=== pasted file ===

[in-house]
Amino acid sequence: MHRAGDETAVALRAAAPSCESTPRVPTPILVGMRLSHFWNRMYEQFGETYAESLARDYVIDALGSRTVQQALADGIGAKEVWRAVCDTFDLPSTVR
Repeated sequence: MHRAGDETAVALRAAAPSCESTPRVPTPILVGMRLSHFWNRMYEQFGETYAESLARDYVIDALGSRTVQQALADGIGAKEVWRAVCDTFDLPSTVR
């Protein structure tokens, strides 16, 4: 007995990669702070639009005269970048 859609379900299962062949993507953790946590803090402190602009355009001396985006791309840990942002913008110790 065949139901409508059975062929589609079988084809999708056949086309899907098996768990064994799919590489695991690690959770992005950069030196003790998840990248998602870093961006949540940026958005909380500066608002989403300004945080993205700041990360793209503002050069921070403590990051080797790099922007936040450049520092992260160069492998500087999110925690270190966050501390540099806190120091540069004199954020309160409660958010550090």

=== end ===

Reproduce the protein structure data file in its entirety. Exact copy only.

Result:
[in-house]
Amino acid sequence: MHRAGDETAVALRAAAPSCESTPRVPTPILVGMRLSHFWNRMYEQFGETYAESLARDYVIDALGSRTVQQALADGIGAKEVWRAVCDTFDLPSTVR
Repeated sequence: MHRAGDETAVALRAAAPSCESTPRVPTPILVGMRLSHFWNRMYEQFGETYAESLARDYVIDALGSRTVQQALADGIGAKEVWRAVCDTFDLPSTVR
């Protein structure tokens, strides 16, 4: 007995990669702070639009005269970048 859609379900299962062949993507953790946590803090402190602009355009001396985006791309840990942002913008110790 065949139901409508059975062929589609079988084809999708056949086309899907098996768990064994799919590489695991690690959770992005950069030196003790998840990248998602870093961006949540940026958005909380500066608002989403300004945080993205700041990360793209503002050069921070403590990051080797790099922007936040450049520092992260160069492998500087999110925690270190966050501390540099806190120091540069004199954020309160409660958010550090």